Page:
Podcast featuring Dr. Gary L. Deel, Ph.D, J.D., Faculty Member, School of Business and
Jessica Wickey, Faculty Member, University of Central Florida, Rosen College of Hospitality Management
Identifying human trafficking in the hospitality industry can be difficult because of the constant influx of guests. However, 80% of sex trafficking victims are recovered from hotels and motels so it’s critical that hospitality staff are vigilant and highly trained to identify trafficking. In this episode, APU’s Dr. Gary Deel talks to Jessica Wickey about her efforts to educate hospitality students to recognize indicators of sex trafficking and labor trafficking. While sex trafficking gets more attention, labor trafficking actually involves a greater number of enslaved people working as housekeepers, cleaners, landscapers, cooks—often for third-party vendors that provide labor services to hotels and motels. Learn the key indicators of sex and labor trafficking and what to do if you suspect illicit activity.
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Dr. Gary Deel: Welcome to the podcast, Intellectible. I’m your host, Dr. Gary Deel. Today, we’re talking about human trafficking in the hospitality industry. My guest today is Jessica Wickey. Jessica is an instructor at the University of Central Florida, Rosen College of Hospitality Management. She is also a UCF alumna, graduating with her master’s in hospitality and tourism management in 2013. Jessica has 25 years of experience in the hospitality industry, including restaurants, resorts, events, convention centers, nonprofit fundraising, and live entertainment.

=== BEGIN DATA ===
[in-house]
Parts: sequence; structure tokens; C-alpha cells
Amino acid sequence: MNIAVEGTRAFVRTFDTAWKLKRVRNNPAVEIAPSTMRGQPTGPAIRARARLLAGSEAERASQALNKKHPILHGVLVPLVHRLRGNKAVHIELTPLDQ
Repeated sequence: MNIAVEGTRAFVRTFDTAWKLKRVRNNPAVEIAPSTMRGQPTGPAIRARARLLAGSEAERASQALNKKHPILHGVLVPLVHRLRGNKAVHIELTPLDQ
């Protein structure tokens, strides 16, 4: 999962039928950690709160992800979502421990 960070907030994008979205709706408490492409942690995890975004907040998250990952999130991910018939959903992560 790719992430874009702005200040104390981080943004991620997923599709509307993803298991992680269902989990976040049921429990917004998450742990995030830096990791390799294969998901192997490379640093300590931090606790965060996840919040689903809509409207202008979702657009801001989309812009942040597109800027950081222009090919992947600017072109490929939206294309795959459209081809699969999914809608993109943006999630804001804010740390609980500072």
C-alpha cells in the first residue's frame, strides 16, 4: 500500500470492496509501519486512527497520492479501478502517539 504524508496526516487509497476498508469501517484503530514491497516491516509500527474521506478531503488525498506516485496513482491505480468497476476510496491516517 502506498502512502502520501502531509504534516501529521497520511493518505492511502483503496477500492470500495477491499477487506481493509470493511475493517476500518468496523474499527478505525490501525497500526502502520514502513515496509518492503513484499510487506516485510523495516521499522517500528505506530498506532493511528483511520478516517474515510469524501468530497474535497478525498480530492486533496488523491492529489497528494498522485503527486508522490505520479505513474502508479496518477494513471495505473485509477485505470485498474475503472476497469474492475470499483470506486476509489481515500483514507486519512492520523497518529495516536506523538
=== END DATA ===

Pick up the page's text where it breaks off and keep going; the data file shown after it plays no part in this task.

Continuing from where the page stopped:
As director of the internship program at UCF, she launched Human Trafficking Education in the summer of 2020 creating robust curriculum to enhance the student’s internship education. Jessica has been heavily involved in community efforts to raise awareness and combat trafficking activities in the hospitality industry. Jessica, welcome to Intellectible, and thank you for being our guest today.
Jessica Wickey: Thank you so much, Gary, for having me. It’s a real pleasure to be here today.
Dr. Gary Deel: Absolutely. It’s a pleasure to have you. For the sake of not assuming too much, in terms of prior knowledge among our listening audience, can you share with us succinctly, and feel free to share as much nuance as necessary here, but what exactly is human trafficking? When we talk about this concept, are we talking about limitations to certain age groups? Is it always minors? Can an adult be trafficked?
[Podcast: Florida Laws Must Change: End Depositions of Human Trafficking Victims]
I guess an ancillary question that would be useful to provide context here as well is, is human trafficking the same thing as prostitution, whether it be in a legal or illegal jurisdiction? Currently prostitution is only legal in some counties in Nevada. This is a pretty limited legal industry, and, of course, it happens in many other areas illegally. But if you can provide an overview of the landscape of what we’re talking about today, and then we can dive into some of the specifics.